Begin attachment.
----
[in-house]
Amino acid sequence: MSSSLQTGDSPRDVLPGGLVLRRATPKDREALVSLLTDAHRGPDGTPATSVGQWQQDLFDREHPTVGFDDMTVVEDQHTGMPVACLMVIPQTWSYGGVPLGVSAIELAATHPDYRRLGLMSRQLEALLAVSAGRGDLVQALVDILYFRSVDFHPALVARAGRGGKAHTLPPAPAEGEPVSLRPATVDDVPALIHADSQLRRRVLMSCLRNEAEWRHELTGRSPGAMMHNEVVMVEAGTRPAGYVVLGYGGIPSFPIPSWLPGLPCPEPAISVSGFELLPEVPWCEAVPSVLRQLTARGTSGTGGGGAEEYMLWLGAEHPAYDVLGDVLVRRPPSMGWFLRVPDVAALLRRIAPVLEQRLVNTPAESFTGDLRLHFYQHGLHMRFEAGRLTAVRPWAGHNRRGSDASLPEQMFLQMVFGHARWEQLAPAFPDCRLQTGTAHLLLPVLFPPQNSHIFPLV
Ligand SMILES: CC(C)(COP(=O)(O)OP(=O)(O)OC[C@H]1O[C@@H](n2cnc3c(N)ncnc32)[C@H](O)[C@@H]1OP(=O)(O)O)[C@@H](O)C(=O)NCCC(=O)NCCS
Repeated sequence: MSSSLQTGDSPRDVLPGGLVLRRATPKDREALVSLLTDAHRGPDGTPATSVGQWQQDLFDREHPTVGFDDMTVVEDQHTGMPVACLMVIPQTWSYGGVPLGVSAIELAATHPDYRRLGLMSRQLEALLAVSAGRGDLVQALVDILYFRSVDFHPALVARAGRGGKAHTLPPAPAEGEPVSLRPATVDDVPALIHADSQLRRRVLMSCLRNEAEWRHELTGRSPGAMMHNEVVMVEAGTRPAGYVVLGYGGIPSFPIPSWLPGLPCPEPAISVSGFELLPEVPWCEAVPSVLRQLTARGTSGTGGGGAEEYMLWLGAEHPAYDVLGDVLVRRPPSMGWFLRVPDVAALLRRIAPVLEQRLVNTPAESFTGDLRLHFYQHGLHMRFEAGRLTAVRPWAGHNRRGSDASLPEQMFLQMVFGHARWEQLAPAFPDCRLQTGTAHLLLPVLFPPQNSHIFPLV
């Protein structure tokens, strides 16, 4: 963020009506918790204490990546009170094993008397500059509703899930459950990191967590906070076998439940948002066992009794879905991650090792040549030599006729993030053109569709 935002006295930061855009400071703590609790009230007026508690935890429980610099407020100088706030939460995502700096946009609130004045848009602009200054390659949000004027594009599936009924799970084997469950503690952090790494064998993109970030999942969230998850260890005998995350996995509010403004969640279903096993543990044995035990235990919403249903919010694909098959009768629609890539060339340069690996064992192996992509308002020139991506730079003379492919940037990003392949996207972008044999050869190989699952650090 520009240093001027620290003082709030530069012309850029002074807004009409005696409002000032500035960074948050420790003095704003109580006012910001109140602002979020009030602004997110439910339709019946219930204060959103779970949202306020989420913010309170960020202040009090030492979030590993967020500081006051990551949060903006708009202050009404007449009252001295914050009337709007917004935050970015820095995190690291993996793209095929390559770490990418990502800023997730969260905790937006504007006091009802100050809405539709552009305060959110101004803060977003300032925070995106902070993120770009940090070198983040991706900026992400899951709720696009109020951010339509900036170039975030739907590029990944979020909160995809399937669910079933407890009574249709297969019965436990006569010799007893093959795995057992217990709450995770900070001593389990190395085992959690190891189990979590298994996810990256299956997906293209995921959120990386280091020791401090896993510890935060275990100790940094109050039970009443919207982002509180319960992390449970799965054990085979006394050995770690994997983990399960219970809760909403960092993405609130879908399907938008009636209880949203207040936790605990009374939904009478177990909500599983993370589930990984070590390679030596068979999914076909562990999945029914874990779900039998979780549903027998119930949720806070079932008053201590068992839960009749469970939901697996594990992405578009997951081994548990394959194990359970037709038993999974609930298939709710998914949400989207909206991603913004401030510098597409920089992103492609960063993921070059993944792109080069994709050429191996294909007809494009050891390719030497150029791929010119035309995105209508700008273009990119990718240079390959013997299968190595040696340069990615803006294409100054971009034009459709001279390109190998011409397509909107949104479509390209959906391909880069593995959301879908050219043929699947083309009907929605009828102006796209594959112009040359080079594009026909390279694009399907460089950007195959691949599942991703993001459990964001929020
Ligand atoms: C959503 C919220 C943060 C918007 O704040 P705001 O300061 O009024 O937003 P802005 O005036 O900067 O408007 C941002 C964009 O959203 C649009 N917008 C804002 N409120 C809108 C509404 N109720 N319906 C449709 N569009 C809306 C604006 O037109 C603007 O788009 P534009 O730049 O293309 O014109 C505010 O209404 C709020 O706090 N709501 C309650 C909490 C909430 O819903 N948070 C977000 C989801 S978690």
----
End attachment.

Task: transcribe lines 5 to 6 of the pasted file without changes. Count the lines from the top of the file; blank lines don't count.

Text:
């Protein structure tokens, strides 16, 4: 963020009506918790204490990546009170094993008397500059509703899930459950990191967590906070076998439940948002066992009794879905991650090792040549030599006729993030053109569709 935002006295930061855009400071703590609790009230007026508690935890429980610099407020100088706030939460995502700096946009609130004045848009602009200054390659949000004027594009599936009924799970084997469950503690952090790494064998993109970030999942969230998850260890005998995350996995509010403004969640279903096993543990044995035990235990919403249903919010694909098959009768629609890539060339340069690996064992192996992509308002020139991506730079003379492919940037990003392949996207972008044999050869190989699952650090 520009240093001027620290003082709030530069012309850029002074807004009409005696409002000032500035960074948050420790003095704003109580006012910001109140602002979020009030602004997110439910339709019946219930204060959103779970949202306020989420913010309170960020202040009090030492979030590993967020500081006051990551949060903006708009202050009404007449009252001295914050009337709007917004935050970015820095995190690291993996793209095929390559770490990418990502800023997730969260905790937006504007006091009802100050809405539709552009305060959110101004803060977003300032925070995106902070993120770009940090070198983040991706900026992400899951709720696009109020951010339509900036170039975030739907590029990944979020909160995809399937669910079933407890009574249709297969019965436990006569010799007893093959795995057992217990709450995770900070001593389990190395085992959690190891189990979590298994996810990256299956997906293209995921959120990386280091020791401090896993510890935060275990100790940094109050039970009443919207982002509180319960992390449970799965054990085979006394050995770690994997983990399960219970809760909403960092993405609130879908399907938008009636209880949203207040936790605990009374939904009478177990909500599983993370589930990984070590390679030596068979999914076909562990999945029914874990779900039998979780549903027998119930949720806070079932008053201590068992839960009749469970939901697996594990992405578009997951081994548990394959194990359970037709038993999974609930298939709710998914949400989207909206991603913004401030510098597409920089992103492609960063993921070059993944792109080069994709050429191996294909007809494009050891390719030497150029791929010119035309995105209508700008273009990119990718240079390959013997299968190595040696340069990615803006294409100054971009034009459709001279390109190998011409397509909107949104479509390209959906391909880069593995959301879908050219043929699947083309009907929605009828102006796209594959112009040359080079594009026909390279694009399907460089950007195959691949599942991703993001459990964001929020
Ligand atoms: C959503 C919220 C943060 C918007 O704040 P705001 O300061 O009024 O937003 P802005 O005036 O900067 O408007 C941002 C964009 O959203 C649009 N917008 C804002 N409120 C809108 C509404 N109720 N319906 C449709 N569009 C809306 C604006 O037109 C603007 O788009 P534009 O730049 O293309 O014109 C505010 O209404 C709020 O706090 N709501 C309650 C909490 C909430 O819903 N948070 C977000 C989801 S978690």